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April 8 2020

Attention Public Employers: Family First Coronavirus Response Act and How it Applies to You and Your Employees

By: Benjamin C. Dilley, Nathaniel R. Wolf, and Nikole L. Canute

On April 1, 2020, the Families First Coronavirus Response Act (the “FFCRA”), which included the Emergency Family and Medical Leave Expansion Act (the “FMLA Expansion Act”) and the Emergency Paid Sick Leave Act (the “EPSLA”), went into effect. The FFCRA provides an extra layer of complexity for public employers, especially when considered in light of increased unemployment benefits, short-term disability, workers compensation and paid medical leave under Michigan law.  Please read our prior Client Alert summarizing the FMLA Expansion Act and the EPSLA

The FFCRA makes clear that it applies to all public employers and private employers with fewer than 500 employees, but public employers should be aware of certain provisions specific to them.

Public Employers Will Not Receive Payroll Tax Credits

Both the FMLA Expansion Act and the EPSLA provide reimbursable tax credits to employers.  Specifically, Sections 7001 and 7003 of the FFCRA provide refundable tax credits equal to 100 percent of the qualified paid sick leave wages and paid family medical leave paid by an employer for each calendar quarter.  However, subpart (e)(4) of those sections excludes public employers from receiving these payroll tax credits, stating:

This credit shall not apply to the Government of the United States, the government of any State or political subdivision thereof, or any agency or instrumentality of any of the foregoing.

Accordingly, while public employers are required to provide the paid leaves to eligible employees with qualifying reasons, public employers will not be reimbursed by the government for those leaves.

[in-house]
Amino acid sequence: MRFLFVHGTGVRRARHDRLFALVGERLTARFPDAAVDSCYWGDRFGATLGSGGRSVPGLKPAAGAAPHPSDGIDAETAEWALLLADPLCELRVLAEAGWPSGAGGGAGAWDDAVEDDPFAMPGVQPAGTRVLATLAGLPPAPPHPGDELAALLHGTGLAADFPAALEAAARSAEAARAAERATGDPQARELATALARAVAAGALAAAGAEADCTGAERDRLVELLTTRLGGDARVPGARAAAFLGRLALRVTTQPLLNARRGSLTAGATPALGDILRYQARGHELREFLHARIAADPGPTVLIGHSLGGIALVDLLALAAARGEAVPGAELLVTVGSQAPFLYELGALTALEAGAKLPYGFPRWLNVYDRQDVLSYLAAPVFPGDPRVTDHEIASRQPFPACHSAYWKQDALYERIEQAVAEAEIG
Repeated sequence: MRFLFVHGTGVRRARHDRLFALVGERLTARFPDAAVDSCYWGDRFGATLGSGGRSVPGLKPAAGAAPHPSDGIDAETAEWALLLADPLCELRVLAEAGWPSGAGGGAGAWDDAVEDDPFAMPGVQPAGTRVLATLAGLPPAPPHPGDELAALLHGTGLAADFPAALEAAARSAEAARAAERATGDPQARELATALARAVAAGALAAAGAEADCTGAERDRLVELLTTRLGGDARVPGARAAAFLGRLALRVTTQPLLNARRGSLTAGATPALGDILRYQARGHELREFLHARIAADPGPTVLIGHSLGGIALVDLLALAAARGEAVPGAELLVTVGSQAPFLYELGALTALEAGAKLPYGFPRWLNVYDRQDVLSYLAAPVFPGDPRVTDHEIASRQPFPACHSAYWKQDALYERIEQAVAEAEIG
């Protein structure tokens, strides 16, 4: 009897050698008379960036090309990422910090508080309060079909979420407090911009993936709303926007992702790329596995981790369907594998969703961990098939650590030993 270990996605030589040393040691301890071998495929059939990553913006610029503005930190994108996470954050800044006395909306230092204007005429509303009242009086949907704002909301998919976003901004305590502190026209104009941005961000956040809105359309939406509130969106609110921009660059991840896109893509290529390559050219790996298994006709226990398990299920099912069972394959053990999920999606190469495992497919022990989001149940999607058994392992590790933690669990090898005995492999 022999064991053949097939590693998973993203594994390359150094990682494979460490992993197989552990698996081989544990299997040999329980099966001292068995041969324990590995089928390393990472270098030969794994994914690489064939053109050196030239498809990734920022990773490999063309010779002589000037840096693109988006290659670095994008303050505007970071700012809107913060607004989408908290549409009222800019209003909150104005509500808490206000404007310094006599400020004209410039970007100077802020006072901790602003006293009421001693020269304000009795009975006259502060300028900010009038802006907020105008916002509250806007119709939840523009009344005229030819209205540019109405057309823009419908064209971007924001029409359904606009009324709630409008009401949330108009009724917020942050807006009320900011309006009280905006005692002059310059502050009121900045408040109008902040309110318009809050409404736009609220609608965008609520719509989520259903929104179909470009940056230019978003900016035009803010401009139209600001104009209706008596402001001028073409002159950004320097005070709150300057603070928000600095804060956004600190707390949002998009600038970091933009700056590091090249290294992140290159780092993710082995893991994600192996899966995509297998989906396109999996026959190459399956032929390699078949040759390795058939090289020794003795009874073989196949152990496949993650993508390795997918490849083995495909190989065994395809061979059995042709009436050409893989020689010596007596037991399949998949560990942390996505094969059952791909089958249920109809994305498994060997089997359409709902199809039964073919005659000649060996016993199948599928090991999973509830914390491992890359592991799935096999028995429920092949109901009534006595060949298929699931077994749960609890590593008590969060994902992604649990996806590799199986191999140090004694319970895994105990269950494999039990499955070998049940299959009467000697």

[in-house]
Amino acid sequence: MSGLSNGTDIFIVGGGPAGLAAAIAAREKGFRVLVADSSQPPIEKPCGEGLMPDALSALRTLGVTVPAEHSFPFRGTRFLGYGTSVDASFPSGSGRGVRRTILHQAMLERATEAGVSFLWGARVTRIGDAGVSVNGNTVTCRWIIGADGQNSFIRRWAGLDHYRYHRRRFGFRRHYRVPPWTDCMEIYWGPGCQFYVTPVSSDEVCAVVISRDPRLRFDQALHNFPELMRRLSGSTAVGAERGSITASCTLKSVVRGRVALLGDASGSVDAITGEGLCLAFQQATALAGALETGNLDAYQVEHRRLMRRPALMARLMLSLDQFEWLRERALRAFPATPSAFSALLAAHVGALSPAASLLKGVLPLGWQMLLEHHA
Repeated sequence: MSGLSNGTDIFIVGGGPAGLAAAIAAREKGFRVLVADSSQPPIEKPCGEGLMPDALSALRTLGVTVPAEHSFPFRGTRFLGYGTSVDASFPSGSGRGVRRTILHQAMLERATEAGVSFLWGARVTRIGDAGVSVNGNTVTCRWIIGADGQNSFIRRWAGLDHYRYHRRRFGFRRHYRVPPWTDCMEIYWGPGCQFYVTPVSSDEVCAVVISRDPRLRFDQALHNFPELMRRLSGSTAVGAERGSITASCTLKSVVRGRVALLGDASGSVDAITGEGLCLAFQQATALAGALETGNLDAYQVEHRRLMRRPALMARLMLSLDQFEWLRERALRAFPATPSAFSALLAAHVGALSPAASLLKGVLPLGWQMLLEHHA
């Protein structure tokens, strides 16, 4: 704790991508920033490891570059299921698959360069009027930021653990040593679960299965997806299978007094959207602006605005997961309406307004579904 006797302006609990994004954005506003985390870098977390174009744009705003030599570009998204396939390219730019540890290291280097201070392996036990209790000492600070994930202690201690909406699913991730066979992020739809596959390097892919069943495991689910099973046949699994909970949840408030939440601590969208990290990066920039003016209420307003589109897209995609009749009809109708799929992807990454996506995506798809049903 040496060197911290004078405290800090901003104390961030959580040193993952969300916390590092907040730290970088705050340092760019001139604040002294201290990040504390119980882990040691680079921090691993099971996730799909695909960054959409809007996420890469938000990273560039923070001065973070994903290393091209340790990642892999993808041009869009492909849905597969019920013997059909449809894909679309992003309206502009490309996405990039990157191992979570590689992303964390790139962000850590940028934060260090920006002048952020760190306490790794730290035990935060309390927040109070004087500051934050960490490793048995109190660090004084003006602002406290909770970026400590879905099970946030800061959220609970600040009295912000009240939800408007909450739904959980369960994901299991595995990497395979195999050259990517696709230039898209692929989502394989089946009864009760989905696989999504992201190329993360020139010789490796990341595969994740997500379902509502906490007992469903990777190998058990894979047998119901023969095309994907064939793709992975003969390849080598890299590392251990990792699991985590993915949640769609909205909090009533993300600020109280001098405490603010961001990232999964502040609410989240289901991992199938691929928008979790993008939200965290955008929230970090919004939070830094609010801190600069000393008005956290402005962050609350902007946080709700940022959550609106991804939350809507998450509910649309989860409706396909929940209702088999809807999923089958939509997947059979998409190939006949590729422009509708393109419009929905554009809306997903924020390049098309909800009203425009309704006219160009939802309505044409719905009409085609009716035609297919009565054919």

Certain Health Care Providers and Emergency Responders Exempt from Paid Leave

Both the FMLA Expansion Act and the EPSLA state that an employer of an employee who is a “health care provider” or an “emergency responder” may elect to exclude that employee from the paid leave requirements.

On April 1, 2020, the U.S. Department of Labor - Wage and Hour Division released temporary regulations to implement the FMLA Expansion Act and the EPSLA.  These rules are effective through December 31, 2020.  The DOL’s rules define “health care providers” and “emergency responders” for purposes of the exemptions.  Section 826.30(c)(1) defines “health care provider” as:

[A]nyone employed at any doctor’s office, hospital, health care center, clinic, postsecondary educational institution offering health care instruction, medical school, local health department or agency, nursing facility, retirement facility, nursing home, home health care provider, any facility that performs laboratory or medical testing, pharmacy, or any similar institution, Employer, or entity.  This includes any permanent or temporary institution, facility, location, or site where medical services are provided that are similar to such institutions.

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This definition includes any individual employed by an entity that contracts with any of these institutions described above to provide services or to maintain the operation of the facility where that individual’s services support the operation of the facility.  This also includes anyone employed by any entity that provides medical services, produces medical products, or is otherwise involved in the making of COVID-19 related medical equipment, tests, drugs, vaccines, diagnostic vehicles, or treatments.  This also includes any individual that the highest official of a State or territory, including the District of Columbia, determines is a health care provider necessary for that State’s or territory’s or the District of Columbia’s response to COVID-19.

Section 826.30(c)(2) defines “emergency responders” as: